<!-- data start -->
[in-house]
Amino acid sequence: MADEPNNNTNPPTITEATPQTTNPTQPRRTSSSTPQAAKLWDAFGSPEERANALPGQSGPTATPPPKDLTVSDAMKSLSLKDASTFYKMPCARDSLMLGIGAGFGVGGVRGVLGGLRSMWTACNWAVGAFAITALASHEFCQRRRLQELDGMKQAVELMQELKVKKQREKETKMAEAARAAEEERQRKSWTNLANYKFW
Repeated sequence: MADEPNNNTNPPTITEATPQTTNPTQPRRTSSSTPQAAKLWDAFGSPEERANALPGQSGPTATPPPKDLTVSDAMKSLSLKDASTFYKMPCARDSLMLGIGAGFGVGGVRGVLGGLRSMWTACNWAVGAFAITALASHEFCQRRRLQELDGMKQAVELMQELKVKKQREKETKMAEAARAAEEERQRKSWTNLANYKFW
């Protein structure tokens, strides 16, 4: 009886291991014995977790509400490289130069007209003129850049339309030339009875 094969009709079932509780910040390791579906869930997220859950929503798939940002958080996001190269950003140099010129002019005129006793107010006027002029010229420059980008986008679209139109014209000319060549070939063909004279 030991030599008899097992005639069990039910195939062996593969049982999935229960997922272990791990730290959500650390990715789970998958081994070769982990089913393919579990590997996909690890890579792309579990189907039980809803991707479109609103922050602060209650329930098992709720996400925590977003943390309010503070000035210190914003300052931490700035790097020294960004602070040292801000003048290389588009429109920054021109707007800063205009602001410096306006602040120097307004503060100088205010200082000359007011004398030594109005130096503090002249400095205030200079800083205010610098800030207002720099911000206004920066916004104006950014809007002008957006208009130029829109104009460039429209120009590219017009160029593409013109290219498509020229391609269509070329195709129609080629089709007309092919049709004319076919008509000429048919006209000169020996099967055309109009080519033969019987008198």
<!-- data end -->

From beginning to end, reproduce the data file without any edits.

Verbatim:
[in-house]
Amino acid sequence: MADEPNNNTNPPTITEATPQTTNPTQPRRTSSSTPQAAKLWDAFGSPEERANALPGQSGPTATPPPKDLTVSDAMKSLSLKDASTFYKMPCARDSLMLGIGAGFGVGGVRGVLGGLRSMWTACNWAVGAFAITALASHEFCQRRRLQELDGMKQAVELMQELKVKKQREKETKMAEAARAAEEERQRKSWTNLANYKFW
Repeated sequence: MADEPNNNTNPPTITEATPQTTNPTQPRRTSSSTPQAAKLWDAFGSPEERANALPGQSGPTATPPPKDLTVSDAMKSLSLKDASTFYKMPCARDSLMLGIGAGFGVGGVRGVLGGLRSMWTACNWAVGAFAITALASHEFCQRRRLQELDGMKQAVELMQELKVKKQREKETKMAEAARAAEEERQRKSWTNLANYKFW
């Protein structure tokens, strides 16, 4: 009886291991014995977790509400490289130069007209003129850049339309030339009875 094969009709079932509780910040390791579906869930997220859950929503798939940002958080996001190269950003140099010129002019005129006793107010006027002029010229420059980008986008679209139109014209000319060549070939063909004279 030991030599008899097992005639069990039910195939062996593969049982999935229960997922272990791990730290959500650390990715789970998958081994070769982990089913393919579990590997996909690890890579792309579990189907039980809803991707479109609103922050602060209650329930098992709720996400925590977003943390309010503070000035210190914003300052931490700035790097020294960004602070040292801000003048290389588009429109920054021109707007800063205009602001410096306006602040120097307004503060100088205010200082000359007011004398030594109005130096503090002249400095205030200079800083205010610098800030207002720099911000206004920066916004104006950014809007002008957006208009130029829109104009460039429209120009590219017009160029593409013109290219498509020229391609269509070329195709129609080629089709007309092919049709004319076919008509000429048919006209000169020996099967055309109009080519033969019987008198």